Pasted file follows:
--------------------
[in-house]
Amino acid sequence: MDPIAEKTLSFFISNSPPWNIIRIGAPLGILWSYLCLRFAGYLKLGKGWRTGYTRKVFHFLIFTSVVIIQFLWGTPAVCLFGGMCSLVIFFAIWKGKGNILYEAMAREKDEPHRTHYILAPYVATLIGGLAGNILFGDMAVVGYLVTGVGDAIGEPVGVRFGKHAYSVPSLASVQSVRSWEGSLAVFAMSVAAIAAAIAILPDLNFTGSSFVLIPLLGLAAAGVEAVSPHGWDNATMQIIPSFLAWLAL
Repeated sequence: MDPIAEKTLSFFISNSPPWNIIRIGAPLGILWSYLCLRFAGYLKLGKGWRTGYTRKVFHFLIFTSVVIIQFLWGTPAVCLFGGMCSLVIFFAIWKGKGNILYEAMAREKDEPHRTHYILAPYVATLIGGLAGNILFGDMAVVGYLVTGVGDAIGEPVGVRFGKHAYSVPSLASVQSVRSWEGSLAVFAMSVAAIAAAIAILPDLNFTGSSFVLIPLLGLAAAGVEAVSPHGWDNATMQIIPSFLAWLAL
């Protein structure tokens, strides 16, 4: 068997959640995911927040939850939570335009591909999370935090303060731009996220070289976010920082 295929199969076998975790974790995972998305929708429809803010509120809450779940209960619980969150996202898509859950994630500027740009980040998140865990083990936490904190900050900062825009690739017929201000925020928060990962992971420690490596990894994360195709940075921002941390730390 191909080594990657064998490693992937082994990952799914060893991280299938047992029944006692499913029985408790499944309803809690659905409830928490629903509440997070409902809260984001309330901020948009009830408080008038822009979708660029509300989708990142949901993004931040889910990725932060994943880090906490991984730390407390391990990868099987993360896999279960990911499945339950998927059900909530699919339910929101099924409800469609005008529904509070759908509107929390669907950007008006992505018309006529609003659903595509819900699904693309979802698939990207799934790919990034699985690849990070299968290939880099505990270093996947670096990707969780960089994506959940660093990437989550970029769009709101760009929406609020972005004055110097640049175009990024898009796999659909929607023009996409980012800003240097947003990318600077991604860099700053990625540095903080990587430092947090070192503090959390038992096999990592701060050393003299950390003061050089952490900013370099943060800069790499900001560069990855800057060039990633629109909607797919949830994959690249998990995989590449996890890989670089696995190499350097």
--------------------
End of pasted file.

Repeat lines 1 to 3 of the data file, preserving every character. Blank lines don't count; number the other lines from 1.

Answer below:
[in-house]
Amino acid sequence: MDPIAEKTLSFFISNSPPWNIIRIGAPLGILWSYLCLRFAGYLKLGKGWRTGYTRKVFHFLIFTSVVIIQFLWGTPAVCLFGGMCSLVIFFAIWKGKGNILYEAMAREKDEPHRTHYILAPYVATLIGGLAGNILFGDMAVVGYLVTGVGDAIGEPVGVRFGKHAYSVPSLASVQSVRSWEGSLAVFAMSVAAIAAAIAILPDLNFTGSSFVLIPLLGLAAAGVEAVSPHGWDNATMQIIPSFLAWLAL
Repeated sequence: MDPIAEKTLSFFISNSPPWNIIRIGAPLGILWSYLCLRFAGYLKLGKGWRTGYTRKVFHFLIFTSVVIIQFLWGTPAVCLFGGMCSLVIFFAIWKGKGNILYEAMAREKDEPHRTHYILAPYVATLIGGLAGNILFGDMAVVGYLVTGVGDAIGEPVGVRFGKHAYSVPSLASVQSVRSWEGSLAVFAMSVAAIAAAIAILPDLNFTGSSFVLIPLLGLAAAGVEAVSPHGWDNATMQIIPSFLAWLAL